Media lift lid on secret reports on drug side-effects
Adverse reactions to medication is the fifth most common cause of death in hospitals according to the European Commission, but EU agencies and national governments have until now kept secret pharmaceutical companies' reports on side-effects.
The notes - known in the business as Periodic Safety Update Reports (PSURs) - are submitted regularly to national authorities and the European Medicines Agency in London.
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The PSURs for example detail how doctors in various countries suspect that teenagers grow suicidal when taking a certain medication against pimples, or that a diet product could lead to a stroke and what industry has to say about the medical fears.
A team of Dutch, Danish and Belgian journalists has now used freedom of information legislation in the Netherlands and Denmark to get partial access to the documents, where patient gender, age and country of origin are blacked out to protect privacy and business interests. A legal decision is pending in Belgium.
The move by Dutch daily newspaper Trouw, Belgian magazine Knack in cooperation with Danish magazine Samvirke to put the documents on the internet comes as the European Commission on Tuesday (22 October) decided to delay the publication of a new package of regulation for drugs producers.
The commission package is not expected to mandate publication of PSURs but is likely to allow pharmaceutical companies to contact patients directly - a practice that is currently illegal and was condemned by the European Parliament in 2002.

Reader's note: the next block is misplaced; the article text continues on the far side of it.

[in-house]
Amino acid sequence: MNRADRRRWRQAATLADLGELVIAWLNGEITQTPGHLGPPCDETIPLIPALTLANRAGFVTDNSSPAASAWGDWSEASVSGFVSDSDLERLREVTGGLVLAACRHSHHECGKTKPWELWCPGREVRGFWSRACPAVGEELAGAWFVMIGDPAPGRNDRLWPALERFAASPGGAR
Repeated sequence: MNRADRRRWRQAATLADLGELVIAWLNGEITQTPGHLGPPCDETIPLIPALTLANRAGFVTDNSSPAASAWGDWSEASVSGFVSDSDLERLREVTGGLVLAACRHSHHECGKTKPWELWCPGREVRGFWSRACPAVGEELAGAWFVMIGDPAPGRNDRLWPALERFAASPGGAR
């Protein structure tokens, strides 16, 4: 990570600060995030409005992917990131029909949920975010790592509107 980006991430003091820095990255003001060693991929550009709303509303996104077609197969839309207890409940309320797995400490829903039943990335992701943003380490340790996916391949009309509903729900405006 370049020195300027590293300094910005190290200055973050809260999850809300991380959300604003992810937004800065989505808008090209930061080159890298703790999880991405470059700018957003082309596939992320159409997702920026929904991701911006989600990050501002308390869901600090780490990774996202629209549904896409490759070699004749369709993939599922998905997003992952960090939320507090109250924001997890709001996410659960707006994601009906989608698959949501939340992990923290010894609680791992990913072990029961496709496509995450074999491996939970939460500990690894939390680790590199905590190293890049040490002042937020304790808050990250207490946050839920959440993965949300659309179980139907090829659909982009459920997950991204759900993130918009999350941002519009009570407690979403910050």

"In my view, there can be no doubt that PSURs should be made public. After all this is about the side-effects on medicines that we take," Margrethe Nielsen, a researcher at the Cochrane Institute's Copenhagen branch and a specialist on pharmaceuticals told EUobserver.
She added that the notes, which form the basis of government understanding of the sector, are not based on clinically controlled tests method. "This is maybe the most important: this does not build on sound science," she said. "I would not be able to use them for my work."
"In these reports [released in the Netherlands and Denmark] much too much has been blackened. The quality is unequal. It is of big importance that these safety reports can be accessible for everybody so that scientists can debate about their quality," Canadian expert Barbara Mintzes told Knack.
Reacting in a test case on PSUR publication in Denmark in 2007, lawyers for drug firm Roche threatened to sue the Danish state if disclosure harmed the company's commercial interests.
"A competitor can use the reports as a basis for guidance to patients and guidance to doctors. Competitors can with the help of PSUR reports obtain a basis to take care of guiding functions, that can weaken Roches position on the market and thus bring significant negative economic effects for Roche worldwide," the company's legal advisors wrote in letters to Danish authorities.
"Experience shows, that documents of this type are easily misunderstood and misinterpreted, for example by journalists," the letters add. "Misunderstandings of this type can cause severe disturbance of the market and thus loss for Roche."
The view is shared by the Brussels-based trade lobby, the European Federation of Pharmaceutical Industries and Associations (EFPIA), today.
"The trouble is, they have to be understandable. You need to be an expert, to understand them. I would push that back to the regulator to take proper action. When you pull information, it has to be in a form, that you and I can understand," EFPIA director Brian Ager said.
"The industry claims that the people wouldn't understand them. In reality making the side effects public would influence the stock exchange in a negative way," French medical journal Prescire's editor Bruno Toussaint said.